Application Design Issues
To get the most from audit trails, the following application design issues must be considered:
- The right username
- Comparing binary data
- Security features
- Archiving and restoring
Audit Trails with the Right Username
Typically, Oracle stored procedures that execute application logic and processing take an input parameter for the user name. This is mainly to tide over issues like INVOKER and DEFINER rights. The username passed as a parameter is recorded in the audit trail for operations.
When the computer directly captures data from a data source (like a log file) or from a sensor, the audit trail for the table must report a special user called, say, APPLICATION. The same applies for data that is imported. The data should correctly indicate that a user called IMPORT or APPLICATION is importing it.
When a job is triggered using DBMS_JOB or an OS-based scheduler, the audit trail should report these operations as being carried out by APPLICATION. However, when a specific user carries out the configuration of the job, and (from the system designer's viewpoint) the job runs on behalf of the user, the audit trail should report the user who configured the job.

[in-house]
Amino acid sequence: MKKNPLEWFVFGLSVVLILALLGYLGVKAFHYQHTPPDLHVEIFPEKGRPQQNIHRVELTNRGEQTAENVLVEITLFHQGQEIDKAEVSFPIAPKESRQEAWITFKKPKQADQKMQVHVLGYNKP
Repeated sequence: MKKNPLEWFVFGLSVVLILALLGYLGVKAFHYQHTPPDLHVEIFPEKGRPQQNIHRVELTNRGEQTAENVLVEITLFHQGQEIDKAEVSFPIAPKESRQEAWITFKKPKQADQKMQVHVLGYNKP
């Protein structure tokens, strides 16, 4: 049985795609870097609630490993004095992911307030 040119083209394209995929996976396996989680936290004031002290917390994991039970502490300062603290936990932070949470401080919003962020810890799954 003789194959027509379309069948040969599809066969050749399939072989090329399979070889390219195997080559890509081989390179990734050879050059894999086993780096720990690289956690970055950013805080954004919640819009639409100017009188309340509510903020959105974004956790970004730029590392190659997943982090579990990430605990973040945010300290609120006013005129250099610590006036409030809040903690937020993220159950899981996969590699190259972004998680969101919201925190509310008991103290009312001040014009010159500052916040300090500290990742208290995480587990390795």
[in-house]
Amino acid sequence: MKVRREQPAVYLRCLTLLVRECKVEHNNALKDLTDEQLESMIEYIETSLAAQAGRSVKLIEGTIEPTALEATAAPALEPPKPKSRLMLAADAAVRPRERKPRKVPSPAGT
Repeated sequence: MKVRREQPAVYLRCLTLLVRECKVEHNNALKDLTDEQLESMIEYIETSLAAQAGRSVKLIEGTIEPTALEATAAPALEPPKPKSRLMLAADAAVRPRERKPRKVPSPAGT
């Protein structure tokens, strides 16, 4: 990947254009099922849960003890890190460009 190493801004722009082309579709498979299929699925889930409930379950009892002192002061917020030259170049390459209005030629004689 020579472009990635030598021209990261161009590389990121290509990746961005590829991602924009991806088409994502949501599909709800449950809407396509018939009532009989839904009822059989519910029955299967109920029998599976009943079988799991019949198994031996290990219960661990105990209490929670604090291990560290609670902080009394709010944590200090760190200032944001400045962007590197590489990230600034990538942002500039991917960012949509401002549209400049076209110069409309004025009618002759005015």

A tricky situation arises when an automatic state change operation needs to be audited. Consider a case where a person accumulates some additional frequent flyer miles and the traveler is upgraded to the next level. The system automatically will carry out such a change. Again, in such cases, the audit trail should report the upgrade operation as being carried out by APPLICATION rather than the person at the check-in counter. The check-in transaction will continue to have the audit record with the name of the person at the check-in counter.
Comparing Binary Data in Audit Trails
When storing binary data, reporting what changed between versions of the record is a challenge. It is difficult for a user to visually compare them or for a reporting engine to point out changes. Often, third-party utilities or components are required to compare the differences between, say, two Excel sheets or two Visio diagrams. The same is true when encrypted data is involved.
Application Security Features
Applications can make use of Oracle resource profiles to ensure security features like idle connection time (disconnect after n seconds of inactivity) and password management features like grace time, reuse time, and lock time. This way, you can age passwords, mandate change, and enforce security.
Applications should provide for creating and assigning privileges such that a distinction is made between a data-entry operator, a reviewer, and an updater. USER_ROLES, USER_PRIVILEGE, and USER_GROUPS are typical application mechanisms that satisfy this requirement.
Every database application has certain utilities that typically bypass some aspect of system security. Running these applications should be governed by clear procedural guidelines.